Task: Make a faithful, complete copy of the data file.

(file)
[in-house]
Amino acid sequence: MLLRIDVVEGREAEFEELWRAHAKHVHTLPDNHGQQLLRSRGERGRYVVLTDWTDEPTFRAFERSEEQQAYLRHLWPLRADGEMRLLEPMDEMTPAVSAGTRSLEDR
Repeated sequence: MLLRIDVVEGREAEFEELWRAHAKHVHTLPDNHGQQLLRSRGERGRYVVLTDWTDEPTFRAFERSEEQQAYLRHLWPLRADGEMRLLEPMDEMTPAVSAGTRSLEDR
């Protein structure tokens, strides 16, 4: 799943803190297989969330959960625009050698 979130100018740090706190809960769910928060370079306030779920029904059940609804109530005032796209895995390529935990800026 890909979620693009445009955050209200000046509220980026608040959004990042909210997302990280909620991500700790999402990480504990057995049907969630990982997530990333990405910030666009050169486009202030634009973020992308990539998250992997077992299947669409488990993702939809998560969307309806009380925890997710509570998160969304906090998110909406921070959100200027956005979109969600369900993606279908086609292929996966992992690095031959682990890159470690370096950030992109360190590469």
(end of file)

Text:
[in-house]
Amino acid sequence: MLLRIDVVEGREAEFEELWRAHAKHVHTLPDNHGQQLLRSRGERGRYVVLTDWTDEPTFRAFERSEEQQAYLRHLWPLRADGEMRLLEPMDEMTPAVSAGTRSLEDR
Repeated sequence: MLLRIDVVEGREAEFEELWRAHAKHVHTLPDNHGQQLLRSRGERGRYVVLTDWTDEPTFRAFERSEEQQAYLRHLWPLRADGEMRLLEPMDEMTPAVSAGTRSLEDR
């Protein structure tokens, strides 16, 4: 799943803190297989969330959960625009050698 979130100018740090706190809960769910928060370079306030779920029904059940609804109530005032796209895995390529935990800026 890909979620693009445009955050209200000046509220980026608040959004990042909210997302990280909620991500700790999402990480504990057995049907969630990982997530990333990405910030666009050169486009202030634009973020992308990539998250992997077992299947669409488990993702939809998560969307309806009380925890997710509570998160969304906090998110909406921070959100200027956005979109969600369900993606279908086609292929996966992992690095031959682990890159470690370096950030992109360190590469």